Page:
Gradually the dust seems to be settling on the Vishwaroop(am) controversy, now that the movie is released and running in almost all the territories that it originally aspired to show in.
In fact, viewers who may have otherwise ignored the movie seem to be rushing to the theatres — just to find out what’s so controversial about it.
Who knows, in hindsight, what happened may have been the biggest marketing exercise that Kamal Haasan never conceived, but unintentionally helped execute.
Business of movies
As an independent onlooker, I thought that the real-time drama surrounding the movie was probably more thrilling than the movie itself.
An iconic artist pledges all his wealth to make the movie of his dreams, only to be threatened by a handful of people who, in the name of religion and politics, make him a pawn, bringing him down to his knees and onto the streets; reducing our free society and legal system to mere spectators in the process. Before you start wondering when this column on business turned into a movie review section, let me cut to the chase.
What I’d like to discuss about in this article is the business of movies, using Vishwaroop(am) as a case study.
If there is one business where Murphy’s Law is most applicable, it is the movie business — anything that can go wrong generally does, sooner or later. One would expect the insiders of the trade to know this by now and act accordingly by not getting buoyed by greed and putting all their eggs in one basket, but no — rational expectations may be too much to ask in the world of dreams.
The movie financing, production and distribution business is akin to venture capital business. If you manage your risks well, the returns will come. It is almost a given that not all movies would be a hit — in fact, most fail to recover money. But the few hits have the potential to multiply money and produce rewards that will more than make up for the losses and misses by the others.
The business model is such that if you finance a portfolio of movies, and plan your capital allocation appropriately, you will make decent returns overall. Obviously this could mean higher capital allocation to those movies which you think have a higher probability of success, but the catch is, you can never be sure.
As a businessman in the movie financing, production and distribution business, one must always be prepared for your high probability idea to fail and still have a plan B to continue to stay in business to see profits another day on another venture.
The second, hard to digest, reality is that low-budget movies make higher returns on percentage basis than mega-budget movies. While the latter could make more absolute returns in terms of amount of money, this is more so because the principal investment itself is huge.
So successful people in this business, who are ploughing in their own money, typically back small/mid-budget movies and leave it to the large production studios (corporations) to back mega-budget ventures.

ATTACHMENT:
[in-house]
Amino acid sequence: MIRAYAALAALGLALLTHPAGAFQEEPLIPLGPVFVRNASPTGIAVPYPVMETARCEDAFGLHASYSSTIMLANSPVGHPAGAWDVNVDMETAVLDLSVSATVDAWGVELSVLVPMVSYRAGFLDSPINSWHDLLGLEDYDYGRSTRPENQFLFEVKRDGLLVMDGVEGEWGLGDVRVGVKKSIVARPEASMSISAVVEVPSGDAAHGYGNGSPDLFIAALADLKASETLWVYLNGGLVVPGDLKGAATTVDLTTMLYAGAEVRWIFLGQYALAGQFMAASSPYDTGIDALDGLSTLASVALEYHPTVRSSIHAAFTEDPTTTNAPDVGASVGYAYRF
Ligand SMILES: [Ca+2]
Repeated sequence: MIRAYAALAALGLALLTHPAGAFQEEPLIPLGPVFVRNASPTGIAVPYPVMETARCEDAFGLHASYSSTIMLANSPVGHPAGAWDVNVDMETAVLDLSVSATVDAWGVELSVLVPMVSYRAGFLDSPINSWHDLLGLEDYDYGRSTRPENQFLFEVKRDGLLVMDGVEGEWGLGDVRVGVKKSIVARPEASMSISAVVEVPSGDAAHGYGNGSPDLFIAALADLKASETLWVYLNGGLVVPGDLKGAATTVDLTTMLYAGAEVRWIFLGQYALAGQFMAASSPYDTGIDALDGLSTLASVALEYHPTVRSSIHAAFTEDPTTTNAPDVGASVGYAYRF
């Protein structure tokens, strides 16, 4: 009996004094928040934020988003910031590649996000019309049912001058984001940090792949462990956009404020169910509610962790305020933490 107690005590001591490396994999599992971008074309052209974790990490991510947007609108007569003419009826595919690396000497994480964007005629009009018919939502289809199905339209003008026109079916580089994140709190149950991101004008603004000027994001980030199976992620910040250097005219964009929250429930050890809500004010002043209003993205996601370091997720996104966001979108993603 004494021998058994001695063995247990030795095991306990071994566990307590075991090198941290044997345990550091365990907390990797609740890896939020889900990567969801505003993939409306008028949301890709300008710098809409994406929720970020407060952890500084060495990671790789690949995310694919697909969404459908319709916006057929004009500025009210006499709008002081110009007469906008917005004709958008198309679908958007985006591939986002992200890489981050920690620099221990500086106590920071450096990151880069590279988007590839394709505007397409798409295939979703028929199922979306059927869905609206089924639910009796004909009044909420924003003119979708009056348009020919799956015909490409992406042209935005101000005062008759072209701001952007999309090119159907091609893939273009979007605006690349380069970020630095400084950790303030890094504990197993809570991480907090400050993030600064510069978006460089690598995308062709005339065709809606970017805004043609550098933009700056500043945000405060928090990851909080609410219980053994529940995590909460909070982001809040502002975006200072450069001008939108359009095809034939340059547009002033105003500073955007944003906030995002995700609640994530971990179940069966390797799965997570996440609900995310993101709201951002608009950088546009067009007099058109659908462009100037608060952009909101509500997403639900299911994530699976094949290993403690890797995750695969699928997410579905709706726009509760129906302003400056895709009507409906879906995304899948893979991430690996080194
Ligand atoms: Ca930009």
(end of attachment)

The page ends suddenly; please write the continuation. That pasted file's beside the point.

The fact that even relatively successful businessmen/investors such as Rakesh Jhunjhunwala and Radhakishan Damani (who are in the thousands of crores net worth league) chose to produce a small to mid-budget movie such as English Vinglish is an example of how shrewd businessmen behave — very responsibly.
The news is that English Vinglish recovered its capital even before its release and whatever ensued was pure profit.
Thirdly, while the idea of cutting the intermediaries to improve profit margin is valid, one should also realise the flip side to this argument — that is, the fact that if the movie bombs, the producer will be stuck with all the losses. By cutting off all the intermediaries, one is also cutting off the risk-sharing ability within the ecosystem.
Fourthly, just like the case with any product, the product life-cycle/shelf-life has shrunk rapidly for movies as well. There is enormous pressure to recover money invested ASAP, lest the movie becomes stale and it becomes too late.
This further validates the reason for individual producers and regional language movies to keep their break-even point low.
Hollywood is an entirely different story all together — where multi-billion dollar corporations can afford to produce hundred-million dollar movies and hope to break-even as well because the entire world is their audience thanks to the global language — English.
Simple is not easy
Lastly, the audience world-over, including India, has matured to appreciate movies for their stories and core content, without all the other effects. The bottomline is: A simple movie that appeals to many can make producers extremely rich. But simple doesn’t necessarily mean easy.
As Charlie Munger says, the reason that the business/investment ideas of his and Warren Buffett’s haven’t caught on is that they are too simple. So ‘simple’ that they do not justify the need for much of the professional class and experts, who constantly try to make things more complex than they need to be.
Even veteran Hollywood studios — such as Disney, which has been in the business for nearly a hundred years — continue to make errors of judgement, what with their recent movie John Carter wiping out nearly 200 million dollars from the books, forcing the chairman of Walt Disney Studios to step down.
I guess irrationality is deeply ingrained in the nature of human behaviour. Just like large overvalued M&A deals will never stop despite their risks, mega-budget movies will never stop getting produced despite wiping out many a fortune.